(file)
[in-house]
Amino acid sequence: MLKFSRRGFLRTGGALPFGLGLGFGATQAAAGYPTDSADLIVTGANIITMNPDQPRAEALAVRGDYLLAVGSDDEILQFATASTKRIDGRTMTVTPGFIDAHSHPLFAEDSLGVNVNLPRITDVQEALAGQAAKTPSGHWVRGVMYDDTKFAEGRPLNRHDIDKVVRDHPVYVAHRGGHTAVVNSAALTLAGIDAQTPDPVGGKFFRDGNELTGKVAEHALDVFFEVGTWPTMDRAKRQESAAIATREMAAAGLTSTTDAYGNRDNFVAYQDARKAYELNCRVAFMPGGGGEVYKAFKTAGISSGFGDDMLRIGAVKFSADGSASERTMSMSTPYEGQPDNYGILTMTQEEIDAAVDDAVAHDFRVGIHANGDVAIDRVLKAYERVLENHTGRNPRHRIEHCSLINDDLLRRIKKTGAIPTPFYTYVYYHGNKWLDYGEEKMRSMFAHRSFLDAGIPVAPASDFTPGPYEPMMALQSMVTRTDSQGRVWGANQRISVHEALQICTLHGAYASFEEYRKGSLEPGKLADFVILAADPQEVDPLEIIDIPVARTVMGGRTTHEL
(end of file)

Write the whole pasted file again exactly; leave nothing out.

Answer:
[in-house]
Amino acid sequence: MLKFSRRGFLRTGGALPFGLGLGFGATQAAAGYPTDSADLIVTGANIITMNPDQPRAEALAVRGDYLLAVGSDDEILQFATASTKRIDGRTMTVTPGFIDAHSHPLFAEDSLGVNVNLPRITDVQEALAGQAAKTPSGHWVRGVMYDDTKFAEGRPLNRHDIDKVVRDHPVYVAHRGGHTAVVNSAALTLAGIDAQTPDPVGGKFFRDGNELTGKVAEHALDVFFEVGTWPTMDRAKRQESAAIATREMAAAGLTSTTDAYGNRDNFVAYQDARKAYELNCRVAFMPGGGGEVYKAFKTAGISSGFGDDMLRIGAVKFSADGSASERTMSMSTPYEGQPDNYGILTMTQEEIDAAVDDAVAHDFRVGIHANGDVAIDRVLKAYERVLENHTGRNPRHRIEHCSLINDDLLRRIKKTGAIPTPFYTYVYYHGNKWLDYGEEKMRSMFAHRSFLDAGIPVAPASDFTPGPYEPMMALQSMVTRTDSQGRVWGANQRISVHEALQICTLHGAYASFEEYRKGSLEPGKLADFVILAADPQEVDPLEIIDIPVARTVMGGRTTHEL